American Jewish leaders have condemned a physical attack on Shulamit Aloni, Israel’s communications minister. The attack occurred Sunday morning at a breakfast prior to New York’s Salute to Israel Parade.
Aloni was speaking before an audience of 500 at the Hilton Hotel here when one of the guests charged her on the stage and punched her in the stomach, sources said.
The attacker, who was identified as Jack Avital, is known for his support of the Israeli right wing.
Ushers forcibly removed Avital from the stage, while others came to Aloni’s aid, including Gad Ya’acobi, Israel’s ambassador to the United Nations, news reports said. The minister continued to speak after the attack, concluding her statements shortly afterward.
She has since seen a doctor and was resting at the Regency Hotel here, her secretary said.
A leader of the left-wing Meretz bloc, which is part of the governing coalition, Aloni has a history of controversial public speeches and media interviews. Some view her as being anti-Orthodox and anti-religion.
Organizers of the breakfast were concerned about hecklers, and had earlier discouraged Aloni from giving a speech, she told Israel Television.
“But in the end, I decided that it was important that I speak, because you cannot give in to these kinds of people,” Aloni said.
The Israeli ambassador to Washington, Itamar Rabinovich, who had spoken before Aloni, was interrupted with boos and shouting at the event.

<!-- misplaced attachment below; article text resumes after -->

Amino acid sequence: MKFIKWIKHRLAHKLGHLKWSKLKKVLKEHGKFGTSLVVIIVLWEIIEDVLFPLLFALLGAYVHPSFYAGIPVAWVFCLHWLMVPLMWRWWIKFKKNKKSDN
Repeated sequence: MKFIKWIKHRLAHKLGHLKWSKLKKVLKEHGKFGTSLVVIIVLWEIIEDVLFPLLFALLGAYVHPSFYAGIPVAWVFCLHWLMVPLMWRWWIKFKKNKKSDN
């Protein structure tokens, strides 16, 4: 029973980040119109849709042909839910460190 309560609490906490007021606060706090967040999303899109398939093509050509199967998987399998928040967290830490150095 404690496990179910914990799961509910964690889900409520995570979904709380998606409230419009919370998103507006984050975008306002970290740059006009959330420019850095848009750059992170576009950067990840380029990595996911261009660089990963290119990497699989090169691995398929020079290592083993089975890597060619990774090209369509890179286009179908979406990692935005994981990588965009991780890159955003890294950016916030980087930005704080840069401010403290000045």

No arrests were made and the parade continued as planned.
The attack eclipsed the parade for some, particularly among those who had attended the breakfast.
“There is no place for violence.” A parade organizer said.
Malcolm Hoenlein and Lester Pollack, executive vice chairman and chairman, respectively, of the Conference of Presidents of Major Jewish Organizations, said in a statement: “We are outraged and disgusted by the attack on Minister Aloni at the Salute to Israel Parade breakfast.
“Such action has no place in our community and cannot and will not be tolerated. There is no justification for physical assault or personal invective and we will not allow these t characterize discussions in our community, even when there are serious disagreements,” said the two leaders, both of whom attended the breakfast.
In Israel, Moshe Katsav, faction leader of the opposition Likud Party, condemned the attack.
Katsav said in a statement that a forum for reasonable political argument exists, adding that violence only hurts the cause a person is trying to help.